On the verge of my wedding (three months), I have been dedicating a certain amount of time of my week to help ay my moms with odd-and-end jobs in preparation. She is, after all, paying for most of my wedding; it’s the least I can do.
The other Sunday after church, the task was to help with tile work. When I got there, it turned into putting up shelves in the extra bedroom. “Piece of cake”, I say to myself, almost insulted by this so-easy-anybody-can-do-it task.
I really can not begin to say how monumental this task was for me. It might as well had been building the Great Wall of China. Well not really, but you know, kinda.
These shelves really almost defeated me. A shelf dropped, while I was holding up to see if it was even. The shelf got a little beat up and the paint chipped off the side. The screws were so hard to put in, that the wood split on the other wood pieces I was screwing them into. I finally got it on, but then it was uneven, and I had to redo it. I mean, it seemed like everything that could go wrong, went wrong. I finally got one put on, after completely stripping the screw and using every ounce of muscle in my arms (I'm still really sore from it), but then looked at the picture and with a wave of utter defeat, I had put it on upside-down! Not being so easy to take out stripped screws, mind you, it took me about thirty minutes to take the shelf off. Alas, of course.... it turns out I had it in the right way the first time!
The culminating thing was that I also dropped the second shelf when I was trying to see if it was even. I was so convinced the second one would be easier after learning from my previous mistakes. When the second shelf dropped, it ended up landing on a pot. It was broken into probably two dozen or more pieces. “Please, I said to myself, not THAT pot. Please let it not be that pot." Of course it was THAT pot, a Native American (I think Ansai or Acoma) pot that my sister had just given to my Mom for Christmas.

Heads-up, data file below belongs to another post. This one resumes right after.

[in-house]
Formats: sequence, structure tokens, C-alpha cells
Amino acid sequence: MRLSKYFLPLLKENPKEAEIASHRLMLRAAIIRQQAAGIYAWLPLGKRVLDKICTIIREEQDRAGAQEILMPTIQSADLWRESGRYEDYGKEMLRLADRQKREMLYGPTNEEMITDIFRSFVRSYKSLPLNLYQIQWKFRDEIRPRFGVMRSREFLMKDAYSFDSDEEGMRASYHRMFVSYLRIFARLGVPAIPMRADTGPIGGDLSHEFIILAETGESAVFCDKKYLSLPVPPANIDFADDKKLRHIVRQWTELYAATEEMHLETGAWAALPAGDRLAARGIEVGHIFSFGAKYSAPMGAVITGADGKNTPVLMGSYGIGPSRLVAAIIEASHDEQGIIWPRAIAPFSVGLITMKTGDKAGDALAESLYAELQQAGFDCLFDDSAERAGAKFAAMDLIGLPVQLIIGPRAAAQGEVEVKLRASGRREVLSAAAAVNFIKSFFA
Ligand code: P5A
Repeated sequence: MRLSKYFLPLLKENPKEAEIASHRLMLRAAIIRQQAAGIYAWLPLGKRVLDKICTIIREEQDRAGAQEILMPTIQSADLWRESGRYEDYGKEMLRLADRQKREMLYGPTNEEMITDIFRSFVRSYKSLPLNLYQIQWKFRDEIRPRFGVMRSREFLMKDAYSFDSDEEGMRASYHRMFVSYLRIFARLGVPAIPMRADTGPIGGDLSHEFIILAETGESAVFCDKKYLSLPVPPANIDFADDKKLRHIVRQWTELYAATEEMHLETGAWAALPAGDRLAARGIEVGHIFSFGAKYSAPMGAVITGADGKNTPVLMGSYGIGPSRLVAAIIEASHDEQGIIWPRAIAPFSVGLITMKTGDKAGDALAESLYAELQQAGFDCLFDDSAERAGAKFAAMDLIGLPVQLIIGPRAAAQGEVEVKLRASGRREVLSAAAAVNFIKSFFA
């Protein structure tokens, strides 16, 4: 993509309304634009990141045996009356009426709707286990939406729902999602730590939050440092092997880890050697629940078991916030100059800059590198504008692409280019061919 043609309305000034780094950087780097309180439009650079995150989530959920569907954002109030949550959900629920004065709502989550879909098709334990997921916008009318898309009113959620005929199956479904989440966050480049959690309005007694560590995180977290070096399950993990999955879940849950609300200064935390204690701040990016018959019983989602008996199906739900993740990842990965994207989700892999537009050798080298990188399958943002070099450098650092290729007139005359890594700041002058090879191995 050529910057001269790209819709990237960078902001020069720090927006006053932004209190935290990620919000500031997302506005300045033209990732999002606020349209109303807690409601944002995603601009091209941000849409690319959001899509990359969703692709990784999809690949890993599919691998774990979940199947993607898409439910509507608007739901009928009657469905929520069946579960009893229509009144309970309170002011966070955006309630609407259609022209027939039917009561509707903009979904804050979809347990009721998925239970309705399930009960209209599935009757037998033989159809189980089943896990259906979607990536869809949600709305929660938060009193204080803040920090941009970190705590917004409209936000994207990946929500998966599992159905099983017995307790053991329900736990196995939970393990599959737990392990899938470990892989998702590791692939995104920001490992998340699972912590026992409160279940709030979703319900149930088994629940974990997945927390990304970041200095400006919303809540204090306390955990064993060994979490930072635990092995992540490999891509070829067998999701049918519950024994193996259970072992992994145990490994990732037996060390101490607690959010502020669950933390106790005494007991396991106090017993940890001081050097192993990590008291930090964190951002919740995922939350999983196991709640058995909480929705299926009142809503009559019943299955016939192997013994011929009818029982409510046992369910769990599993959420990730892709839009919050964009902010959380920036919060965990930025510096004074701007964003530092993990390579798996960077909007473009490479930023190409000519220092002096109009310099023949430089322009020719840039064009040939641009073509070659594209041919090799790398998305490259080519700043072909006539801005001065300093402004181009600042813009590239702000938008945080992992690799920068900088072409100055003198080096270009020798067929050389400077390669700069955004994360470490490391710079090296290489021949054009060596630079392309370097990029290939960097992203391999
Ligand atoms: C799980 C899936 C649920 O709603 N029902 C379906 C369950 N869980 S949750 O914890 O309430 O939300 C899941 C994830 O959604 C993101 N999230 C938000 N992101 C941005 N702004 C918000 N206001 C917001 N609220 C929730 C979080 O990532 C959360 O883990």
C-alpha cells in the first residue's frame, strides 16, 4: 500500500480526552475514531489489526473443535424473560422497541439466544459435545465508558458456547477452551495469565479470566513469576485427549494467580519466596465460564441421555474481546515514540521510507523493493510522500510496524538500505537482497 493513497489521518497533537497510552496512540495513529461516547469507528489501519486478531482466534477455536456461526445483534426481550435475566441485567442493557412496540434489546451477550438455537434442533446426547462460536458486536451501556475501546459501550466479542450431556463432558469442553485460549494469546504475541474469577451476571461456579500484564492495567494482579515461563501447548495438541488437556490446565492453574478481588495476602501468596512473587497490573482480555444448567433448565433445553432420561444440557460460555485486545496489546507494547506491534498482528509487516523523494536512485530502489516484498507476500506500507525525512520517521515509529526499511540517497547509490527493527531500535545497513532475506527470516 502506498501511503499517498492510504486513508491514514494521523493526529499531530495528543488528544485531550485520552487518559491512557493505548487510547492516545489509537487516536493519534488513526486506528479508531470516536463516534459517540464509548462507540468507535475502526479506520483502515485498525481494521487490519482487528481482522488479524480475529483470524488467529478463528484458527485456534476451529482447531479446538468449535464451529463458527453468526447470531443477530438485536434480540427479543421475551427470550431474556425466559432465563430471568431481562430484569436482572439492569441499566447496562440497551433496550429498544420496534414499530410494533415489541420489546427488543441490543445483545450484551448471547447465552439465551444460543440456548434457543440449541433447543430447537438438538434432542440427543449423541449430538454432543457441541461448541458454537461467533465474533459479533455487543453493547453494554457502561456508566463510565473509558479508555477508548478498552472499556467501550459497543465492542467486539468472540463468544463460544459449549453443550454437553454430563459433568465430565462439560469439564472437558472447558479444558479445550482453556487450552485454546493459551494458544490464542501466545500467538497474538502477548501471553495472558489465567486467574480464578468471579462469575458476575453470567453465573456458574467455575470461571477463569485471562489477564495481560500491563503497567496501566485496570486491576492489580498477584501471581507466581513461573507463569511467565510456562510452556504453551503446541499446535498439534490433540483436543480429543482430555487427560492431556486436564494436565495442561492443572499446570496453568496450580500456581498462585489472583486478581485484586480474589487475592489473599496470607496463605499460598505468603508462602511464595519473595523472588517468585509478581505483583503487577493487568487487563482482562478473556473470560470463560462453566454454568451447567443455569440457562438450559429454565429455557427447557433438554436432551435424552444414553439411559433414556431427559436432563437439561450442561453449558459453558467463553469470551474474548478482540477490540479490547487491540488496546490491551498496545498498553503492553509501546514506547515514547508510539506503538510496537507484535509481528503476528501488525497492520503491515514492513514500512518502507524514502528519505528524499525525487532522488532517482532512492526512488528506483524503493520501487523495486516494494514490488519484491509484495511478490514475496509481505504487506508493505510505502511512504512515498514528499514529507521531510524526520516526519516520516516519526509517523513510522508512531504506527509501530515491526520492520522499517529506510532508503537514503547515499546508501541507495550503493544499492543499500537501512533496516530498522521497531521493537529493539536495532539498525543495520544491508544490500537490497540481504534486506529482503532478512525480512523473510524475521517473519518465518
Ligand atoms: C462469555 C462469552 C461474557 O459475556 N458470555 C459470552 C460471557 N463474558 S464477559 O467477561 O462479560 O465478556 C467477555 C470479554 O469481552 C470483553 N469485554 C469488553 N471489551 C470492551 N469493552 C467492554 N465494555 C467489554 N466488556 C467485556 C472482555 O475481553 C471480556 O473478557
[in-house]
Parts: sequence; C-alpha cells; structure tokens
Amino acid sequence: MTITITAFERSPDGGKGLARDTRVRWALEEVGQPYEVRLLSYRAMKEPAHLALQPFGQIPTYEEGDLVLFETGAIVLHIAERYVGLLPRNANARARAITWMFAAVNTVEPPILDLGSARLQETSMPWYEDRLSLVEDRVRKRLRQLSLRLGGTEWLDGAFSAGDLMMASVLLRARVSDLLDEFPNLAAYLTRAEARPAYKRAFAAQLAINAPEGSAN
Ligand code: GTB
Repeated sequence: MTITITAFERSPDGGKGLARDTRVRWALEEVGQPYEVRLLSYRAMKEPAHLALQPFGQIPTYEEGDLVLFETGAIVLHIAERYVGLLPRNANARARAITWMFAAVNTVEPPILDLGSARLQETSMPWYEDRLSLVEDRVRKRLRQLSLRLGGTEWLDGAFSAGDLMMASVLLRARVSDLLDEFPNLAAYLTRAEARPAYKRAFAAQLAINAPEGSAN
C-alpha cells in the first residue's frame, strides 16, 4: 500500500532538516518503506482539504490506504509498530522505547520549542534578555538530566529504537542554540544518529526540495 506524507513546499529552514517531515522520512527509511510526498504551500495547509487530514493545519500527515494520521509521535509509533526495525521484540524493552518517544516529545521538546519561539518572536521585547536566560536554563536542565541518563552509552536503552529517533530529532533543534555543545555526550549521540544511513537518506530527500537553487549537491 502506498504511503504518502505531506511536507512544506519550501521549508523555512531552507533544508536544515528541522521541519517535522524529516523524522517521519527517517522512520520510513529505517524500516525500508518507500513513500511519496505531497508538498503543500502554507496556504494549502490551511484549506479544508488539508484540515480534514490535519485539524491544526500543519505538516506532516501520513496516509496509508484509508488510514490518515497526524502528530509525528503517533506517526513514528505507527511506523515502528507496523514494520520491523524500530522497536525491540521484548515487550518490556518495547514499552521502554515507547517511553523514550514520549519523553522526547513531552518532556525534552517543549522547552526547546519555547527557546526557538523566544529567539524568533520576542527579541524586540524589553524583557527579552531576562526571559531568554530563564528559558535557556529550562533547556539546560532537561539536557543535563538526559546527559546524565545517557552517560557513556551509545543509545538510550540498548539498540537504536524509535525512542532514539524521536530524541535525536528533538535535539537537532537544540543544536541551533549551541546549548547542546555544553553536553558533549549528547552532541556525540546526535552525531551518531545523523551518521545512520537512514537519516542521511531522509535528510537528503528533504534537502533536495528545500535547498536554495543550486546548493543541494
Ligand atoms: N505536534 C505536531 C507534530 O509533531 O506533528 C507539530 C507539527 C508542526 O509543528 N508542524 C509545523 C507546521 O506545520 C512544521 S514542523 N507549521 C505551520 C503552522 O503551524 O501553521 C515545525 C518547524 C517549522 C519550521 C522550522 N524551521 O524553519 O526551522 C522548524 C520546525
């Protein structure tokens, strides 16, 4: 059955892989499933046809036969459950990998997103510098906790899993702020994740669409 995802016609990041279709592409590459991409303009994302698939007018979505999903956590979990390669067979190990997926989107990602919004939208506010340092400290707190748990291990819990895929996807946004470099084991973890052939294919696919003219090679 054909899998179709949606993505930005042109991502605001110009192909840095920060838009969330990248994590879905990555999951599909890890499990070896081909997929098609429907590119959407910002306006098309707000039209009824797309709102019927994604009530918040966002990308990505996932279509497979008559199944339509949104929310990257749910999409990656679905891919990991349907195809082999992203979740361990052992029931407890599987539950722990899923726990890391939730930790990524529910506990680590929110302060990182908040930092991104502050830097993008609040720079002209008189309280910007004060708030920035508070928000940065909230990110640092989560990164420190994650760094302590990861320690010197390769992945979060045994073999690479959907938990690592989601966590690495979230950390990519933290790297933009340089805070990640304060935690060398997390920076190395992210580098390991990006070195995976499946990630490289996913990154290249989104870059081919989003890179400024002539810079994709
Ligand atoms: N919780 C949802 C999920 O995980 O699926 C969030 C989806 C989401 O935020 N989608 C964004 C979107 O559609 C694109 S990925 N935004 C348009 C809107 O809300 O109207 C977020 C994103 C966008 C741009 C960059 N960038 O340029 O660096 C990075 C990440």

I profusely apologized, to which my Mom replied “Oh, no big deal, its fine. I can glue it. Brenna will never know.”
There was no hint of annoyance in her voice. Nothing but love out of concern out of her clumsy, well-intentioned daughter. She went back to the bathroom to finish her tiling. I left to pick up the broken pieces of pot. At first it was tears of just feeling bad for breaking the pot. She piped up from the bathroom “Don’t worry about it, really. It’s fine.” No annoyance in her voice at all. Surely I would have been slightly annoyed even if I knew it was unintentional. My tears of feeling bad were then completely overcome by tears of overwhelming joy and appreciation for the best mother I could ever ask for. They were then enhanced by feeling so lucky to be getting married in a few months to the man I love.
My joy was so much and so encompassing. I felt spoiled. I felt unworthy of such blessings. Surely these were blessing that were meant for someone else, someone better than me. I went to the bathroom, in tears, and hugged my mom – my mom who has always been there for me, so selflessly.
I came back to the house a couple days later for Brenna’s birthday. Immediately, I went to the bedroom to show off my defeat of the daunting destroyer-of-all-that-is-good shelves to Jared.
Taken aback at first, but to no surprise, there atop a set of drawers was the Native american pot, glued back together – much like the pieces of me that my mother always seems to put together when I have broke.